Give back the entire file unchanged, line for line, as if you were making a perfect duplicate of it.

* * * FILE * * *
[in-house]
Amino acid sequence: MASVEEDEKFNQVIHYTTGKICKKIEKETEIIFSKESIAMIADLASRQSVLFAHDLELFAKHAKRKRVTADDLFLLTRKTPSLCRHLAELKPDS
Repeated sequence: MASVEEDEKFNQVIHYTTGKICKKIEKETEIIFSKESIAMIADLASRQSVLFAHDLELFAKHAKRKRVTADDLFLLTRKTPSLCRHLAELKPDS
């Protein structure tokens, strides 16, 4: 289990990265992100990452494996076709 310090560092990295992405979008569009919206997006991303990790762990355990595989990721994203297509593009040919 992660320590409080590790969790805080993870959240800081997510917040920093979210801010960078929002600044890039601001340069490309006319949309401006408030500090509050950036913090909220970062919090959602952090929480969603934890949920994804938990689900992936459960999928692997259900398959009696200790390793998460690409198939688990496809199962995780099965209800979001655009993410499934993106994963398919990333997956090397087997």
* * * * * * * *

[in-house]
Amino acid sequence: MASVEEDEKFNQVIHYTTGKICKKIEKETEIIFSKESIAMIADLASRQSVLFAHDLELFAKHAKRKRVTADDLFLLTRKTPSLCRHLAELKPDS
Repeated sequence: MASVEEDEKFNQVIHYTTGKICKKIEKETEIIFSKESIAMIADLASRQSVLFAHDLELFAKHAKRKRVTADDLFLLTRKTPSLCRHLAELKPDS
């Protein structure tokens, strides 16, 4: 289990990265992100990452494996076709 310090560092990295992405979008569009919206997006991303990790762990355990595989990721994203297509593009040919 992660320590409080590790969790805080993870959240800081997510917040920093979210801010960078929002600044890039601001340069490309006319949309401006408030500090509050950036913090909220970062919090959602952090929480969603934890949920994804938990689900992936459960999928692997259900398959009696200790390793998460690409198939688990496809199962995780099965209800979001655009993410499934993106994963398919990333997956090397087997």